The FDIC says the public should note that deposit insurance does not cover non-bank entities and non-deposit products, including stocks and cryptocurrencies.
The Federal Deposit Insurance Corp (FDIC), an independent US agency that insures deposits and helps protect customers in case of given bank failures, has released a clarification message for crypto investors concerning its mandate.
In a fact sheet released on Friday about the FDIC deposit insurance and crypto companies, the agency warns the public that claims crypto deposits being insured are inaccurate.
Per the agency, some cryptocurrency platforms have “misrepresented” information concerning crypto products and their eligibility for FDIC deposit protection.
“These sorts of statements are inaccurate and can cause consumer confusion about deposit insurance and harm consumers under certain circumstances,” the Fact Sheet noted, making it clear that crypto isn’t FDIC-insured. Specifically, the deposit protection doesn’t cover failed non–bank entities, such as crypto companies.
The Fact Sheet also states that “deposit insurance does not protect consumers with non–deposit products such as stocks, bonds, mutual funds, securities, commodities, or crypto assets.”
In good and bad financial times, one thing remains the same: your money up to $250,000 is protected at FDIC-insured financial institutions. Since 1934, no FDIC-insured depositor has lost a penny of their insured funds. https://t.co/059yrVwiiH pic.twitter.com/iSP2OZEO08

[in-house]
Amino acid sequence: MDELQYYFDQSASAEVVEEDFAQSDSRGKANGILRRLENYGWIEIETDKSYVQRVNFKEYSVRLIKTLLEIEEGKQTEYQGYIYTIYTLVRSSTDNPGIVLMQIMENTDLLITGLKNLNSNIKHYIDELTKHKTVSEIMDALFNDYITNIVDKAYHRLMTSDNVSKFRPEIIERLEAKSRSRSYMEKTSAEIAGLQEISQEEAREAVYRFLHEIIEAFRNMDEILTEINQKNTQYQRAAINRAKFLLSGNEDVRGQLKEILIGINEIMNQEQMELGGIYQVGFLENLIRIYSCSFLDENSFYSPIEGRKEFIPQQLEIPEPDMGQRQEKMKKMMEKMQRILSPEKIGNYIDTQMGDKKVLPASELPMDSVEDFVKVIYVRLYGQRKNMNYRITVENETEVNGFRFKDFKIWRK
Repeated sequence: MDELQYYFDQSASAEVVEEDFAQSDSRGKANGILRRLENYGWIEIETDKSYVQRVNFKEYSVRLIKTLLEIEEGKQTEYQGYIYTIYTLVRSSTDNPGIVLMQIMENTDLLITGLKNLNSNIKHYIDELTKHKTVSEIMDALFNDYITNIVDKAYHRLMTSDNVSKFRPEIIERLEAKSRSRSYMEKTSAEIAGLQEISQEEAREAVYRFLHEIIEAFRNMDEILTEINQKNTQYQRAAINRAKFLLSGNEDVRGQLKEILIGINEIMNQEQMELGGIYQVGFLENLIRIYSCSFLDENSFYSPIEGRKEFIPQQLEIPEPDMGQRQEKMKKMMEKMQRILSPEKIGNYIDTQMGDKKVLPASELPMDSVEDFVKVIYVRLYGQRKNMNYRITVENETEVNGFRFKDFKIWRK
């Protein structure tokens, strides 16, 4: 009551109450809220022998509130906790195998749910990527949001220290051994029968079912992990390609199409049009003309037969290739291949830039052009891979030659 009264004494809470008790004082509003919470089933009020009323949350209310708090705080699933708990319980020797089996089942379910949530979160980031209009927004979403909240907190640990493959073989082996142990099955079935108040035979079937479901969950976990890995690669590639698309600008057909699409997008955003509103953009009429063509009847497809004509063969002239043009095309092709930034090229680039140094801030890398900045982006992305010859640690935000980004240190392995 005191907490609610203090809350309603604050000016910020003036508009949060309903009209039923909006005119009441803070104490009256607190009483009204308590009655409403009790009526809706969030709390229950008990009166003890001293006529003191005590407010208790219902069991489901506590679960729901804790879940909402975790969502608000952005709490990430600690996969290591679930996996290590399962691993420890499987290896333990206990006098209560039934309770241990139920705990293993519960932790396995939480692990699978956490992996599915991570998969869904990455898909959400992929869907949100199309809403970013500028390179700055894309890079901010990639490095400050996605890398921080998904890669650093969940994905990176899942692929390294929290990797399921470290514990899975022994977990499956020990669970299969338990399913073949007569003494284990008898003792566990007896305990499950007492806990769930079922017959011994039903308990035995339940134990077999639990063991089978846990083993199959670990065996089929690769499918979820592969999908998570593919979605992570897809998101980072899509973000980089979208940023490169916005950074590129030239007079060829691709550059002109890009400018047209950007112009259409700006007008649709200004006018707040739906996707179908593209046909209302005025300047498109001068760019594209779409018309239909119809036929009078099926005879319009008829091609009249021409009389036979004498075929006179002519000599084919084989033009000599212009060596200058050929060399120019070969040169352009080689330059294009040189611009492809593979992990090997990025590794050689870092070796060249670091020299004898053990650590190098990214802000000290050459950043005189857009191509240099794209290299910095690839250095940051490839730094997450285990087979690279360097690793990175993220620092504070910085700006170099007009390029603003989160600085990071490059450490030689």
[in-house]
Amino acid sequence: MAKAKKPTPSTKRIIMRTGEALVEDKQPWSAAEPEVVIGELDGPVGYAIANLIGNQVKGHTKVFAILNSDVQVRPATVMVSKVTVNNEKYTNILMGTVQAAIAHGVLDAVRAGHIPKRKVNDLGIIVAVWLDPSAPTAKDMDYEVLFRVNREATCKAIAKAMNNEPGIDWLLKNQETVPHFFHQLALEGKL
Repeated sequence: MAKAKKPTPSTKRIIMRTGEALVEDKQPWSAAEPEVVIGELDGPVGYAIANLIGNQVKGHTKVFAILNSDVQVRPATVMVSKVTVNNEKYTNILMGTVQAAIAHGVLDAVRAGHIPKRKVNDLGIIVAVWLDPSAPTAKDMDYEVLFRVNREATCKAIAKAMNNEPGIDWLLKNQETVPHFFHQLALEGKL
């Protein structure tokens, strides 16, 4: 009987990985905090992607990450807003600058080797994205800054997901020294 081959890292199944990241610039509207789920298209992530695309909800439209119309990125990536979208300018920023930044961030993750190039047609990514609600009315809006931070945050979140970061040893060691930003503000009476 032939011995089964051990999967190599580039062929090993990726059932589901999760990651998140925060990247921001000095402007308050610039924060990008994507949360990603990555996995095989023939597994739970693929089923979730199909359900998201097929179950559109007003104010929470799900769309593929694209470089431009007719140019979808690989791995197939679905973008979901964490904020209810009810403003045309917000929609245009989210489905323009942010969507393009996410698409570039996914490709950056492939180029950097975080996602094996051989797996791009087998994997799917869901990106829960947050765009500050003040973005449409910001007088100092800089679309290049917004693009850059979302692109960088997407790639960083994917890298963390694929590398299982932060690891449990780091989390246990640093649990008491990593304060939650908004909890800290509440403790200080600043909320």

— FDIC (@FDICgov) July 29, 2022
Non-bank deposits and an insured bank’s products
An FDIC advisory also sought to clarify that while it offers depositor protection to insured banks’ customers, the same does not extend to a non-bank entity or the customers even if the entity offers products via a depository-insured bank.
“In dealings with crypto companies, FDIC-insured banks should confirm and monitor that these companies do not misrepresent the availability of deposit insurance,” read the advisory.
The FDIC’s message to the public follows developments with the bankrupt crypto lender Voyager Digital.
The crypto company, which had some customer deposits with an FDIC-insured bank (the Metropolitan Commercial Bank) has been asked not to misrepresent facts about deposit insurance to its customers.